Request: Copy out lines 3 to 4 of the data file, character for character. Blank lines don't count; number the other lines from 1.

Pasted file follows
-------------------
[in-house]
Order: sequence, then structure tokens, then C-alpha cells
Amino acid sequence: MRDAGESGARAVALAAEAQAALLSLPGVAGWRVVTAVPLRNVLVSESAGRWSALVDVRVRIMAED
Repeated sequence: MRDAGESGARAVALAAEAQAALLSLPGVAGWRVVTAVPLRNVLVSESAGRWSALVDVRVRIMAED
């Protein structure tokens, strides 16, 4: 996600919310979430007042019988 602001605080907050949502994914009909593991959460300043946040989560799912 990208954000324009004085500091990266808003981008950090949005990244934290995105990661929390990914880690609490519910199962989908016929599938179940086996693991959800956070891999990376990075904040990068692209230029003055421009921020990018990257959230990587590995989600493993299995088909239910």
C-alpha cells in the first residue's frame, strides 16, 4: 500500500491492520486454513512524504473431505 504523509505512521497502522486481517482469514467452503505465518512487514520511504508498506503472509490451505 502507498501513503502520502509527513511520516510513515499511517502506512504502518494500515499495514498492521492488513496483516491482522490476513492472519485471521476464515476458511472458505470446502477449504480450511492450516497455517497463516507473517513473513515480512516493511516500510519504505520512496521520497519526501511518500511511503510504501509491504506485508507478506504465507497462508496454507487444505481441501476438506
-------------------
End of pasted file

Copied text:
Amino acid sequence: MRDAGESGARAVALAAEAQAALLSLPGVAGWRVVTAVPLRNVLVSESAGRWSALVDVRVRIMAED
Repeated sequence: MRDAGESGARAVALAAEAQAALLSLPGVAGWRVVTAVPLRNVLVSESAGRWSALVDVRVRIMAED